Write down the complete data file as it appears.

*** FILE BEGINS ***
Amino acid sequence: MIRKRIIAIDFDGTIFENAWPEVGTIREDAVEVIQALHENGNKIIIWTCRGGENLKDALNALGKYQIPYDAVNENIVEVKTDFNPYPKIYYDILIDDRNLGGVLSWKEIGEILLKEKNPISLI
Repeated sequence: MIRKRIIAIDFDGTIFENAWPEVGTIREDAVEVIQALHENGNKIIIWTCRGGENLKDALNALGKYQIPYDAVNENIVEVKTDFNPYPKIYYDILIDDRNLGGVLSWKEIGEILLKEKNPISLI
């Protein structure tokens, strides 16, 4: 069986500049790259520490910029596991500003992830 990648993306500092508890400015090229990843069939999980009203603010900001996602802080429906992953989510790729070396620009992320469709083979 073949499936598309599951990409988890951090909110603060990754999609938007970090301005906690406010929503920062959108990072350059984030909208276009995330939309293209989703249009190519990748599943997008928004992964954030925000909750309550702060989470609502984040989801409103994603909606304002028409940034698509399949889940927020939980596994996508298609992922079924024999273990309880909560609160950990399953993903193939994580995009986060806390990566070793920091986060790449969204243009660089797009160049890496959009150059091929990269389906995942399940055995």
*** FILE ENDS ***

Amino acid sequence: MIRKRIIAIDFDGTIFENAWPEVGTIREDAVEVIQALHENGNKIIIWTCRGGENLKDALNALGKYQIPYDAVNENIVEVKTDFNPYPKIYYDILIDDRNLGGVLSWKEIGEILLKEKNPISLI
Repeated sequence: MIRKRIIAIDFDGTIFENAWPEVGTIREDAVEVIQALHENGNKIIIWTCRGGENLKDALNALGKYQIPYDAVNENIVEVKTDFNPYPKIYYDILIDDRNLGGVLSWKEIGEILLKEKNPISLI
């Protein structure tokens, strides 16, 4: 069986500049790259520490910029596991500003992830 990648993306500092508890400015090229990843069939999980009203603010900001996602802080429906992953989510790729070396620009992320469709083979 073949499936598309599951990409988890951090909110603060990754999609938007970090301005906690406010929503920062959108990072350059984030909208276009995330939309293209989703249009190519990748599943997008928004992964954030925000909750309550702060989470609502984040989801409103994603909606304002028409940034698509399949889940927020939980596994996508298609992922079924024999273990309880909560609160950990399953993903193939994580995009986060806390990566070793920091986060790449969204243009660089797009160049890496959009150059091929990269389906995942399940055995």